Human trafficking is modern day slavery. Together with arms dealing, human trafficking is the second largest criminal industry in the world – the biggest is drugs.
(What kind of a photo can you use for a blog post about human trafficking? I thought about it for two days, and then just decided to use my own face.)
What is Human Trafficking?
The UN Protocol to Prevent, Suppress and Punish Trafficking in Persons defines human trafficking as ” the recruitment, transportation, transfer, harbouring or receipt of persons, by means of the threat or use of force or other forms of coercion, of abduction, of fraud, of deception, of the abuse of power or of a position of vulnerability or of the giving or receiving of payments or benefits to achieve the consent of a person having control over another person, for the purpose of exploitation. Exploitation shall include, at a minimum, the exploitation of the prostitution of others or other forms of sexual exploitation, forced labour or services, slavery or practices similar to slavery, servitude or the removal of organs“.
It is not easy to estimate the true number of victims, because human trafficking is a crime that happens underground, and victims are not necessarily always recognized as victims of trafficking. According to conservative estimates there are 2.5 million victims of human trafficking worldwide at any one time.
According to the UNDOC (United Nations Office on Drugs and Crime) Global Report on Trafficking in Persons 2012
- women and girls together account for about 75% of trafficking victims worldwide
- 27% of victims detected globally are children
- trafficking for sexual exploitation accounted for 58% of all detected cases, and trafficking for forced labour 36% of detected cases in 2012. The figure for detected forced labour cases has doubled in four years.
Pretty much all countries in the world are affected by human trafficking as origin, transit and/or destination countries. Trafficking often happens from a less developed country to a more developed country. According to UNDOC, victims from Asia are trafficked to the widest range of destinations. However, trafficking also often happens within a country. Most trafficking is in fact national or regional.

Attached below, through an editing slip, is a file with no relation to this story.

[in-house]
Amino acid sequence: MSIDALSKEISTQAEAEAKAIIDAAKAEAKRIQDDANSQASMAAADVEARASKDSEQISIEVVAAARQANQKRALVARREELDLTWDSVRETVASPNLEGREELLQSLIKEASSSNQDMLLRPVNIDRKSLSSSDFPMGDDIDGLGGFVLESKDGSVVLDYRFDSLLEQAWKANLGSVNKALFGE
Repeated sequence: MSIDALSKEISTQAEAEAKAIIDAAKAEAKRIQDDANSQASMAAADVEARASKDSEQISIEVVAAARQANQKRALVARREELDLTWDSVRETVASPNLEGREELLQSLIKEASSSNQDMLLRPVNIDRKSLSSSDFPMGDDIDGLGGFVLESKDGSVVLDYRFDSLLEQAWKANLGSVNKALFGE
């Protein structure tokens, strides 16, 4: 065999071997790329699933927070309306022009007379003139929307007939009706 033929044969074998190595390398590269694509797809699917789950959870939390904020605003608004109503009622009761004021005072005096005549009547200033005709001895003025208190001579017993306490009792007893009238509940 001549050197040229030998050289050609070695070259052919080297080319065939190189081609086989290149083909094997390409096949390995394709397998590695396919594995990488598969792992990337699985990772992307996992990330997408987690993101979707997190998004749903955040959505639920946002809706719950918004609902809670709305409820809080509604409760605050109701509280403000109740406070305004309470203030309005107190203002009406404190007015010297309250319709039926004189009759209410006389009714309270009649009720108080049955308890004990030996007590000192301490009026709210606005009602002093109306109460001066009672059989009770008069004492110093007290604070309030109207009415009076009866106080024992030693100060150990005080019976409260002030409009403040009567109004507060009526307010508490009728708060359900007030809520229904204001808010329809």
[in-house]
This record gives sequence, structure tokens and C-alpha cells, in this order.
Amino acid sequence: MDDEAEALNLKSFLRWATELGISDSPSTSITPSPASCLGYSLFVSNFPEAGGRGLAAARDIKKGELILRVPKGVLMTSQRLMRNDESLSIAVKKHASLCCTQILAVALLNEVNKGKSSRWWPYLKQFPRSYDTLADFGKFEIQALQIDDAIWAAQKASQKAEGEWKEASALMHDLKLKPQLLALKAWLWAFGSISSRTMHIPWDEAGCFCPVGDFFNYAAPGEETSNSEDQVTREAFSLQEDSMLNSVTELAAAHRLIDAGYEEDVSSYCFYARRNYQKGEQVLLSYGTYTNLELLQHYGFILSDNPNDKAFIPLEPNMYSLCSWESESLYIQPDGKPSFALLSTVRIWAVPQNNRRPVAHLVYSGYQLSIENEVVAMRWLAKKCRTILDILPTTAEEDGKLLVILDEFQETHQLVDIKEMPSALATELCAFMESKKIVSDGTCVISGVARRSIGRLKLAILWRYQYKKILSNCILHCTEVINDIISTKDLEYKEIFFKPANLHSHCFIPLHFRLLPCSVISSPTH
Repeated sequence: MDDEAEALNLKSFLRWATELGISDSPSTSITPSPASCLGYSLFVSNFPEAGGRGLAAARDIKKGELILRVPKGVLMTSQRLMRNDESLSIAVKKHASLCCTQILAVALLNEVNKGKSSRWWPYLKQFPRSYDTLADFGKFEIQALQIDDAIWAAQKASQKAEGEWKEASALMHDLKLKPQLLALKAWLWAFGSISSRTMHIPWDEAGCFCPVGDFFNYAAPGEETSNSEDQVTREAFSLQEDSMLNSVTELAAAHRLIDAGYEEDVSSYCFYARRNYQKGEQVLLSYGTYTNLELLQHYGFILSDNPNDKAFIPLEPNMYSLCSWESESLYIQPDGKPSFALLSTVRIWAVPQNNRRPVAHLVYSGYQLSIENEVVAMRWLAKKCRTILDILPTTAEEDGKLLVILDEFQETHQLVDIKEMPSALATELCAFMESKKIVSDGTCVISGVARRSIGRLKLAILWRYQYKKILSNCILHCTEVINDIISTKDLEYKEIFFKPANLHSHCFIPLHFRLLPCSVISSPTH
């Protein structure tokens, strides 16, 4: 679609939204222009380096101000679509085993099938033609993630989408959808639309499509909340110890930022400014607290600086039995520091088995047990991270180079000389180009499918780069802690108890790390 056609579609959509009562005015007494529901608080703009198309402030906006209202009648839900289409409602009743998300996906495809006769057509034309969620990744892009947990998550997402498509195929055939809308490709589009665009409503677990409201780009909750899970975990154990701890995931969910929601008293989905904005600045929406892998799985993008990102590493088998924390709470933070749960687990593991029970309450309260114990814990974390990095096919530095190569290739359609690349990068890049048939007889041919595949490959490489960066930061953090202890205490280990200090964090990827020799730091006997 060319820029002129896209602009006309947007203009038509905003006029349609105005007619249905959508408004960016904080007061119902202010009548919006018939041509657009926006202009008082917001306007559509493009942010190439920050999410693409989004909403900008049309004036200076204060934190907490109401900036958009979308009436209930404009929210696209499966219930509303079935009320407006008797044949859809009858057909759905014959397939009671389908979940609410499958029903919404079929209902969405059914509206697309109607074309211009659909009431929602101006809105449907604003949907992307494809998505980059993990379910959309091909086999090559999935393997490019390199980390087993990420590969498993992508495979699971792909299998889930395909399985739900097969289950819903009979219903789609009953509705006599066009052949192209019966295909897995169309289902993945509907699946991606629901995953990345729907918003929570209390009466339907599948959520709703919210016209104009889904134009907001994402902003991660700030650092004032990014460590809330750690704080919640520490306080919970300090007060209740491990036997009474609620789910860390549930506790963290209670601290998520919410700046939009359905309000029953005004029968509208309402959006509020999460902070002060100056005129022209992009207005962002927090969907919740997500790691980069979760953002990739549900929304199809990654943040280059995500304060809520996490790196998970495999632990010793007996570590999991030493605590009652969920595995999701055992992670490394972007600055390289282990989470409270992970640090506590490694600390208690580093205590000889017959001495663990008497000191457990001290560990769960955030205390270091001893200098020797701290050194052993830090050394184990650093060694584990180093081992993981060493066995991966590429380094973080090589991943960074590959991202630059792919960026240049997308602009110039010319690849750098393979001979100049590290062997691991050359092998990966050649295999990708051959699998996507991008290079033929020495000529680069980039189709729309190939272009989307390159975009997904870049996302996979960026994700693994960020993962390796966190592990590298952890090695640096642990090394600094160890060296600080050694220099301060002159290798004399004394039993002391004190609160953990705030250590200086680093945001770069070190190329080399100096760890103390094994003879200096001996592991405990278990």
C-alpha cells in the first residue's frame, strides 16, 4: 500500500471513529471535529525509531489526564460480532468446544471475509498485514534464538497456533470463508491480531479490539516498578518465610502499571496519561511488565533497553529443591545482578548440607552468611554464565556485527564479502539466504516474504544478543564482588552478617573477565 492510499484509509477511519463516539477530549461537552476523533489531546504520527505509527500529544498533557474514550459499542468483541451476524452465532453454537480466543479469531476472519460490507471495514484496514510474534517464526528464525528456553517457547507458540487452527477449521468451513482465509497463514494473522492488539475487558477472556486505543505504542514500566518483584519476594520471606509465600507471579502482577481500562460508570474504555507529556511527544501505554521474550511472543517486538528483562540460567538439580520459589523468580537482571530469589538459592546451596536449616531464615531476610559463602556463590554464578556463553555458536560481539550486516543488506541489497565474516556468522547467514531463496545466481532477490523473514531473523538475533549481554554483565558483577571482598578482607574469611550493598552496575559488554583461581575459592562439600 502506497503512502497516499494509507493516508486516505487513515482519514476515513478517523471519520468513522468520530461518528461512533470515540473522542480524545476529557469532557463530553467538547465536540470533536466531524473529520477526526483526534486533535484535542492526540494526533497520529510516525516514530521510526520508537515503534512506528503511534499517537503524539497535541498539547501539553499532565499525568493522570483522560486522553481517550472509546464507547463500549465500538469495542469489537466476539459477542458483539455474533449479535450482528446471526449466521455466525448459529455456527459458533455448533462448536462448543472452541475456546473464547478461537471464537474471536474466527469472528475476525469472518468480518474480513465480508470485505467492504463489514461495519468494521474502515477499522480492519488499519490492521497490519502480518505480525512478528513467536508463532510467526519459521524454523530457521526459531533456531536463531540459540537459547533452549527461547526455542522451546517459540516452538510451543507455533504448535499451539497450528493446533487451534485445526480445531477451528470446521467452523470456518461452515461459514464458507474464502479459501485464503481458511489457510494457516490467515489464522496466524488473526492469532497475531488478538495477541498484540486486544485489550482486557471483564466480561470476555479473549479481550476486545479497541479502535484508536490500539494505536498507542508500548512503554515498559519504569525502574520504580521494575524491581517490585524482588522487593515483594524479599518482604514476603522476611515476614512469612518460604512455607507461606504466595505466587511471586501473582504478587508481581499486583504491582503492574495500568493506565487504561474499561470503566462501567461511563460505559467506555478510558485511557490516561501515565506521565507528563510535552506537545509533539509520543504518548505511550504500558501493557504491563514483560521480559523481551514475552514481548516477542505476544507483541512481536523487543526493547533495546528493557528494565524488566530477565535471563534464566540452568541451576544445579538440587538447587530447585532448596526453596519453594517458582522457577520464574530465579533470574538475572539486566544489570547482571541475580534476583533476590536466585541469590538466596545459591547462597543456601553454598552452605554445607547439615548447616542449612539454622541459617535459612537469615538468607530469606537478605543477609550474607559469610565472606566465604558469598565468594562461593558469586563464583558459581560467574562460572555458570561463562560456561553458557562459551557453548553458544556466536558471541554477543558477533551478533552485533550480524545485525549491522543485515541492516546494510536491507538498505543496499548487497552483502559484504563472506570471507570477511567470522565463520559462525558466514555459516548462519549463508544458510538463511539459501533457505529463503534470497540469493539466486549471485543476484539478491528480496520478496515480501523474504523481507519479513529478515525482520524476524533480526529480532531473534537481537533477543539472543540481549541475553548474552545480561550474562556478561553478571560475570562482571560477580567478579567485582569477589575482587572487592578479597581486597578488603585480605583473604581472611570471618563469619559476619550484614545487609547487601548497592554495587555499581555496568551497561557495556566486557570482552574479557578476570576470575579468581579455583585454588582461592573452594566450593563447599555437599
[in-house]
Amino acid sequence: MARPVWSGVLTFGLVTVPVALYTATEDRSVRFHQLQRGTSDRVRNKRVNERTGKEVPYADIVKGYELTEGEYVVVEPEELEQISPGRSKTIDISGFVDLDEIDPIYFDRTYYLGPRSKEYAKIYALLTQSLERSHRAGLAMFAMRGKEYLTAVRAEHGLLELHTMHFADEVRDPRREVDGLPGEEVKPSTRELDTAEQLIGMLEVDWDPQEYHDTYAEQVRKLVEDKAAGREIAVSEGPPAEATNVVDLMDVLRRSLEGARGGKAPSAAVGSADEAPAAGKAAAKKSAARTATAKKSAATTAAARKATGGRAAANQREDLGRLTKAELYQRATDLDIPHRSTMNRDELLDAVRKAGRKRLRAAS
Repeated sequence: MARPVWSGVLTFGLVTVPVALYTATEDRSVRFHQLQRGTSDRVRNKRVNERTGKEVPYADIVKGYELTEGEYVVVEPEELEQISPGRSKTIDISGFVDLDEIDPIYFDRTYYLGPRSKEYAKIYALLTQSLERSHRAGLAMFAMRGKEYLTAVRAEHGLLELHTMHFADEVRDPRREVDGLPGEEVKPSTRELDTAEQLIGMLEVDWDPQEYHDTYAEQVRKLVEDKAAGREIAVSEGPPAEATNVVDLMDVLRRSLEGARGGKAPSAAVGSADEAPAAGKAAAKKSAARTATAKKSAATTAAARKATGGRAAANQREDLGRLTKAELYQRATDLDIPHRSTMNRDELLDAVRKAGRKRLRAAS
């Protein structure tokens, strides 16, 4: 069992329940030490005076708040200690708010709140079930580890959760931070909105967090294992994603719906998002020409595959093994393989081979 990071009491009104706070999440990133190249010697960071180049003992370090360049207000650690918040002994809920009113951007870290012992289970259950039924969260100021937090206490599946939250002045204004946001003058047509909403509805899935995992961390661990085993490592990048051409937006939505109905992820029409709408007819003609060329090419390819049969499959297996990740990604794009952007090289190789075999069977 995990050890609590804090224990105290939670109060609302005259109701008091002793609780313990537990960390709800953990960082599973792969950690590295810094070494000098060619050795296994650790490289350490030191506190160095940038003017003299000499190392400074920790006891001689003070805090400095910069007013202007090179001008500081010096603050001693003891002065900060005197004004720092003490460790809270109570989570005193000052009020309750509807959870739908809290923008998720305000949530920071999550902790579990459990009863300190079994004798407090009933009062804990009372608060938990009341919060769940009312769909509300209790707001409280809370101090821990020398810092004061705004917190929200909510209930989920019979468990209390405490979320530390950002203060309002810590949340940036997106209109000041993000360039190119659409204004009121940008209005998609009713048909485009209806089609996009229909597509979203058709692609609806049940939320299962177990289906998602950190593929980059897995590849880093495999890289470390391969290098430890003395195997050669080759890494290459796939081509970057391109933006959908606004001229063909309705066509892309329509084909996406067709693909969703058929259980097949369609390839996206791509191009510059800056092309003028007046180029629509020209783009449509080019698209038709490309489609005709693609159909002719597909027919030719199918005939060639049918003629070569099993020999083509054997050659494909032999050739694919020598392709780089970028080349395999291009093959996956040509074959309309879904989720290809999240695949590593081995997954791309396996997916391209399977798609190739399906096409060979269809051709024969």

As well as sexual exploitation and forced labour, trafficking can include trafficking for the purposes of domestic servitude, forced marriage, forced labour, organ removal, and the exploitation of children in the sex trade, in begging or in warfare. According to UNDOC, trafficked people who end up in forced labour work “at the margins of the formal economy, with irregular employment or migration status”: often they will end up working in agriculture, horticulture, the garment and textiles industries (think sweatshops), construction, domestic work, catering and restaurants, and the entertainment and sex industry. But human trafficking also affects mainstream economic sectors.
The number of convictions for human trafficking is low.
So there you have some facts. And now you might ask:
Why Should This Concern Me? I’m Just a Tourist
You’re a tourist/traveller. And you’re also a human being. So from that point it does concern you. As a tourist or a traveller you are also in a position to act against human trafficking and sex trafficking.
The United Nations tourism body, the World Tourism Organization (UNWTO) together with the UNDOC, will launch a campaign later this year to urge tourists to “help reduce demand for illicit goods and services linked to transnational organized crime”. More than a billion tourists cross international borders every year, and tourists have the power to act against the demand for illegal products (such as cultural artefacts, wildlife, products such as ivory), not only because the products themselves are illegal but because they might also be used to fund organized crime. The campaign will highlight the importance of making ethical choices as we travel, and it will encourage tourists to help to reduce the demand for trafficking in people.
“Tourists are often exposed to the traffickers of human beings and unethical products. By making informed choices, tourists can help sever the financial arteries that fuel these forms of illicit trade”, said the Executive Director of UNODC, Yury Fedotov.
What sort of informed choices can you make, then? My next posts are going to talk more about ethical travel in Asia.